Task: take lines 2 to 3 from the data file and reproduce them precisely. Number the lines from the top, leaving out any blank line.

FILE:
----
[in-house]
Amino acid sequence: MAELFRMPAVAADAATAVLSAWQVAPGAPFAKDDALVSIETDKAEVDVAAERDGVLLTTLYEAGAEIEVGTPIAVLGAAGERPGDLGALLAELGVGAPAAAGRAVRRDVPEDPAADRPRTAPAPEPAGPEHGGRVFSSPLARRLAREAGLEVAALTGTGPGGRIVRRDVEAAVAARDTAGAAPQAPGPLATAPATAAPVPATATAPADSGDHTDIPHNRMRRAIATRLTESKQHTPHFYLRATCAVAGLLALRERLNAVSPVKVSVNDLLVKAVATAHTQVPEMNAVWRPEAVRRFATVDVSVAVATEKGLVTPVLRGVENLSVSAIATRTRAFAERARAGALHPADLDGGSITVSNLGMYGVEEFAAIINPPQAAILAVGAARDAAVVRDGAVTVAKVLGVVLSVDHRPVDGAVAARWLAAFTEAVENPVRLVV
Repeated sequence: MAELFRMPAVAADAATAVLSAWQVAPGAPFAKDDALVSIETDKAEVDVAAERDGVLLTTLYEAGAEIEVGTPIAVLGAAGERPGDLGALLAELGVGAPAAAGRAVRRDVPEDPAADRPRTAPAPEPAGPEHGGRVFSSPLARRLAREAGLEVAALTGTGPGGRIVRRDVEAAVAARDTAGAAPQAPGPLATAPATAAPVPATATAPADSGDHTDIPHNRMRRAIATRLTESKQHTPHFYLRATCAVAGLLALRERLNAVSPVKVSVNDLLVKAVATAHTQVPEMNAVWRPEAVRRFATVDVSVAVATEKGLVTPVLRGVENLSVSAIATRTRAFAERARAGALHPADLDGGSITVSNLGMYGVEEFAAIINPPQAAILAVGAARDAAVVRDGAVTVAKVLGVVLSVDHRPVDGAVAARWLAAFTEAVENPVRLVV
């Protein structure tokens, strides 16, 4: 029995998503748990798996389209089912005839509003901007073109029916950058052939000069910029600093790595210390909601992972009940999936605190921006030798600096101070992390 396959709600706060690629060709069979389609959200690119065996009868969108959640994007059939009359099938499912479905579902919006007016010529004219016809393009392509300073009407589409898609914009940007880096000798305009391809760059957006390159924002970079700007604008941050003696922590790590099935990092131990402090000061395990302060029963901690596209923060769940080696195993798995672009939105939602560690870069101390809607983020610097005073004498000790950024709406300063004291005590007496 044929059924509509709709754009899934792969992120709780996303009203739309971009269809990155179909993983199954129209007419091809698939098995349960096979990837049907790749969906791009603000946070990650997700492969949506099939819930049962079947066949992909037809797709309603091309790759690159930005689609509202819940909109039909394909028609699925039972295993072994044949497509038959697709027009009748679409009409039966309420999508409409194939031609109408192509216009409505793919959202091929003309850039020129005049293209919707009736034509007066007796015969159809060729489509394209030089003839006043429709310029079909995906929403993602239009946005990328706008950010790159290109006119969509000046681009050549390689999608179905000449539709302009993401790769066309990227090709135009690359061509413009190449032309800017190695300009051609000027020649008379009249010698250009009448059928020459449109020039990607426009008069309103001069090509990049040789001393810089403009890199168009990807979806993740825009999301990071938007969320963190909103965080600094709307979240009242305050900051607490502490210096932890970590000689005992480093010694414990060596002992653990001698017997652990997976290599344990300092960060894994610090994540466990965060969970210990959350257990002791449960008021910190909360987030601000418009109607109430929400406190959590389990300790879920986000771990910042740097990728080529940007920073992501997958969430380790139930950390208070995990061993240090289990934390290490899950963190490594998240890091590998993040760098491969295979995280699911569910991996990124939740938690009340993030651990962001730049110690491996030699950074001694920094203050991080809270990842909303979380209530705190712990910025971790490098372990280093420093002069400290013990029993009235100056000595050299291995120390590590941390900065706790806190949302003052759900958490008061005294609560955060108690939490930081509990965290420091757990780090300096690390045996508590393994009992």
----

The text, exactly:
Amino acid sequence: MAELFRMPAVAADAATAVLSAWQVAPGAPFAKDDALVSIETDKAEVDVAAERDGVLLTTLYEAGAEIEVGTPIAVLGAAGERPGDLGALLAELGVGAPAAAGRAVRRDVPEDPAADRPRTAPAPEPAGPEHGGRVFSSPLARRLAREAGLEVAALTGTGPGGRIVRRDVEAAVAARDTAGAAPQAPGPLATAPATAAPVPATATAPADSGDHTDIPHNRMRRAIATRLTESKQHTPHFYLRATCAVAGLLALRERLNAVSPVKVSVNDLLVKAVATAHTQVPEMNAVWRPEAVRRFATVDVSVAVATEKGLVTPVLRGVENLSVSAIATRTRAFAERARAGALHPADLDGGSITVSNLGMYGVEEFAAIINPPQAAILAVGAARDAAVVRDGAVTVAKVLGVVLSVDHRPVDGAVAARWLAAFTEAVENPVRLVV
Repeated sequence: MAELFRMPAVAADAATAVLSAWQVAPGAPFAKDDALVSIETDKAEVDVAAERDGVLLTTLYEAGAEIEVGTPIAVLGAAGERPGDLGALLAELGVGAPAAAGRAVRRDVPEDPAADRPRTAPAPEPAGPEHGGRVFSSPLARRLAREAGLEVAALTGTGPGGRIVRRDVEAAVAARDTAGAAPQAPGPLATAPATAAPVPATATAPADSGDHTDIPHNRMRRAIATRLTESKQHTPHFYLRATCAVAGLLALRERLNAVSPVKVSVNDLLVKAVATAHTQVPEMNAVWRPEAVRRFATVDVSVAVATEKGLVTPVLRGVENLSVSAIATRTRAFAERARAGALHPADLDGGSITVSNLGMYGVEEFAAIINPPQAAILAVGAARDAAVVRDGAVTVAKVLGVVLSVDHRPVDGAVAARWLAAFTEAVENPVRLVV